Perry Lorenzo, 51, an opera enthusiast who was education director for Seattle Opera, died Saturday after a seven-month battle with lung cancer.
Perry Lorenzo was an opera evangelist.
“Perry was completely dedicated to opera,” said Speight Jenkins, director of the Seattle Opera, who hired Mr. Lorenzo as education director 17 years ago. “He was a speaker who could affect and connect with absolutely anyone.”
Mr. Lorenzo, 51, died Saturday (Dec. 19) after a seven-month battle with lung cancer.
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Born in Oakland, Mr. Lorenzo grew up in Bellingham and attended Gonzaga University. He spent time in a seminary but eventually decided to teach, and for 10 years he taught at Kennedy High School in Burien.
Mr. Lorenzo’s passion for opera dated to his childhood, after he discovered J.R.R. Tolkien’s “Lord of the Rings.”
“Someone suggested I might like Wagner’s ‘Ring’ as well,” Mr. Lorenzo once told an interviewer. “The library had recordings. I immersed myself in the [Sir Georg] Solti recording of the ‘Ring.’ It was one of the most important turning points of my childhood.”
But it wasn’t until high school that Mr. Lorenzo got to see a “Ring” opera — in a Seattle performance of “Götterdämmerung” (the last and longest of the four-opera series).
Jenkins hired Mr. Lorenzo as education director for Seattle Opera in 1992. Mr. Lorenzo gave lectures on Wagner and other topics not just in Seattle but in Germany, New York, San Francisco and Los Angeles.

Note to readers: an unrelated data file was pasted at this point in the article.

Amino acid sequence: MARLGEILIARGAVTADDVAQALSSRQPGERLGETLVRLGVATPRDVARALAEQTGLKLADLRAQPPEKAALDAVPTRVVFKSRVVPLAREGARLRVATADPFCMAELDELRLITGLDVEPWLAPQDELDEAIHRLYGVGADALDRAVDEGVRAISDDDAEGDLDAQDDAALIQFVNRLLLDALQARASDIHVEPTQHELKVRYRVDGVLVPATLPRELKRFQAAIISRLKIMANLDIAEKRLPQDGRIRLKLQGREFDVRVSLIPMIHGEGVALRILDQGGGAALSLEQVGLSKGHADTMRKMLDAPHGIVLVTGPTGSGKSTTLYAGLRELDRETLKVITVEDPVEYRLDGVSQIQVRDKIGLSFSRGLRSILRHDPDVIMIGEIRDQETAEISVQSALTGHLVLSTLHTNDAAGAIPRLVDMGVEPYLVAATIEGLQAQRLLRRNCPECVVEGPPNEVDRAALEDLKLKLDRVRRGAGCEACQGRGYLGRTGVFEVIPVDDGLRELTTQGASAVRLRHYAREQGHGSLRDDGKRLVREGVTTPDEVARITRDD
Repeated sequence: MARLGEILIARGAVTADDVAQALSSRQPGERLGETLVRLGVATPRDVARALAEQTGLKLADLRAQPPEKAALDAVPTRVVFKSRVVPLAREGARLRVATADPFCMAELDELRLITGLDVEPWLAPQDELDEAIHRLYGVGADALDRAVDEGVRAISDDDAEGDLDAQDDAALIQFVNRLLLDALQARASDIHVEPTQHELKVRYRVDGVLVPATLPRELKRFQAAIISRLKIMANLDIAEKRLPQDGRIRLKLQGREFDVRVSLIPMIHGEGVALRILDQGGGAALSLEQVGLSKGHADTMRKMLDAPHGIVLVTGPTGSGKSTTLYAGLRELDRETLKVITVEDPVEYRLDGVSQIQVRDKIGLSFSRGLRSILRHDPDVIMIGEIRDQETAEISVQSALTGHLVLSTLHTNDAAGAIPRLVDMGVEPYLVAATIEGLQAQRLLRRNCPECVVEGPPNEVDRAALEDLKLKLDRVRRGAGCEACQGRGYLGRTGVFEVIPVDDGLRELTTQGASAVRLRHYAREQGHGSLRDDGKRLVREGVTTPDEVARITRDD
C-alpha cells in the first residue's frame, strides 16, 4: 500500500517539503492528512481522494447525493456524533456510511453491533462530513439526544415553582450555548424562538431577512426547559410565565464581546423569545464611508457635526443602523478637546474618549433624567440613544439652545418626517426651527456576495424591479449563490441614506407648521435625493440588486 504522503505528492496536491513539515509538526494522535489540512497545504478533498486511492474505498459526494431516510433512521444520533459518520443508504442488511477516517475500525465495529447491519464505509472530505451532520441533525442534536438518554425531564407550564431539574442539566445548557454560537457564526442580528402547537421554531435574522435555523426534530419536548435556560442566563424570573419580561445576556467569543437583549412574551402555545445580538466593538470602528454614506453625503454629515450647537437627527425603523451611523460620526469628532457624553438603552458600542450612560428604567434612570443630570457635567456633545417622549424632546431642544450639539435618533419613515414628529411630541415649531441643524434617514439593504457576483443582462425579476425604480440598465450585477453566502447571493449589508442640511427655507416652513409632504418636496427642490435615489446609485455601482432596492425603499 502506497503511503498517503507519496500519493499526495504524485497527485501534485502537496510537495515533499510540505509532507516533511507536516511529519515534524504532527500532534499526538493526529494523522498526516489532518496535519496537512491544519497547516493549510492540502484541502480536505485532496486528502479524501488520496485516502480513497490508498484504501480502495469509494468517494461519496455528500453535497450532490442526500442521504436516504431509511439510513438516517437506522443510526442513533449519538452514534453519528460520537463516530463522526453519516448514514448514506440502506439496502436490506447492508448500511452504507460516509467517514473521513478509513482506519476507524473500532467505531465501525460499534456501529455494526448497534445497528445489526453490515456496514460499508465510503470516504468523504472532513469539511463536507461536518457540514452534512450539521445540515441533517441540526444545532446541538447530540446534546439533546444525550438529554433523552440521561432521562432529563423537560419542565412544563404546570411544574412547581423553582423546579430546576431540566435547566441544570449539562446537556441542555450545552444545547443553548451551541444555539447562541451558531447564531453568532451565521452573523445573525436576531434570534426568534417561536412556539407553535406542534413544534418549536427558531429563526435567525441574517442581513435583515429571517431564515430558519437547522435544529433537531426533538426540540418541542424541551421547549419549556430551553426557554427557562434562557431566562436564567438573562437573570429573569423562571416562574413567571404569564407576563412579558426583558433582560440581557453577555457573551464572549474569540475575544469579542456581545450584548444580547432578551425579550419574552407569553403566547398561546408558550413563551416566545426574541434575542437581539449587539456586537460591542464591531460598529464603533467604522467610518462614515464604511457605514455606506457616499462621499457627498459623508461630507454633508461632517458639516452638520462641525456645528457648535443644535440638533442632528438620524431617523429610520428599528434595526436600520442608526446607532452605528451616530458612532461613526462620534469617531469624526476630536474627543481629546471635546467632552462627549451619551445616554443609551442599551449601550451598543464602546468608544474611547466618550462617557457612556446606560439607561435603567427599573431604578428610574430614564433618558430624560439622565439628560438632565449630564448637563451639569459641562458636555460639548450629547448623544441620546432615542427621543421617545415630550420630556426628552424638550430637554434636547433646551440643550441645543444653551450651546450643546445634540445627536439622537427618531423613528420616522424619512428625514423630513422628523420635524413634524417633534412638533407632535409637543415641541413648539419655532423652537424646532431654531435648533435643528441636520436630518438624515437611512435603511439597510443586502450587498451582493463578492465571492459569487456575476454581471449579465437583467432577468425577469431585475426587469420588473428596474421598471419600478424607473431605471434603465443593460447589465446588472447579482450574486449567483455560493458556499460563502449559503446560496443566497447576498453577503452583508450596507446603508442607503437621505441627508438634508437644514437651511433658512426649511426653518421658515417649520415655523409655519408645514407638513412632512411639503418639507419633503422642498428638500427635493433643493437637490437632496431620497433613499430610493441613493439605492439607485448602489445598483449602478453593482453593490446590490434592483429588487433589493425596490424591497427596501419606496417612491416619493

A devout Catholic, Mr. Lorenzo did volunteer teaching at his church, St. James Cathedral.
Paul Hearn of Seattle, Mr. Lorenzo’s longtime companion, said they met when Mr. Lorenzo gave a lecture at the University of Washington 13 years ago. Though Hearn was not Catholic, their first date was to St. James, he said.
Hearn said Mr. Lorenzo brought him to the Catholic Church and broadened his appreciation of opera.
The two would pray together and do morning liturgies. “We were monks in love,” he said.
The Very Rev. Michael G. Ryan, pastor at St. James Cathedral, said Mr. Lorenzo was immensely intelligent.
“He was a born teacher and a perpetual student who never stopped learning,” he said. “He was the quintessential renaissance man. He had a passion for beauty and a passion about his Catholic faith. As much as he loved opera, it was his faith where all this came together and made sense.”
Kelly Tweeddale, executive director of Seattle Opera, said Mr. Lorenzo “had an intellectually amazing breadth and was able to tie the philosophical world with the historical world. He really made whatever topic he was talking about incredibly alive and relevant to people.”
In addition to Hearn, Mr. Lorenzo is survived by his father, Robert Lorenzo, of Bellingham.
Services will be at 2 p.m. Dec. 30 at St. James Cathedral.
Friends and family ask that remembrances in Mr. Lorenzo’s name be sent to Seattle Opera’s Perry Lorenzo Fund for In-School Education, Seattle Opera, P.O. Box 9248, Seattle, WA 98109-0248, or to St. James Cathedral, 804 Ninth Avenue, Seattle, WA 98104.
Information from Seattle Times archives was used in this report.
Susan Gilmore: 206-464-2054 or email@example.com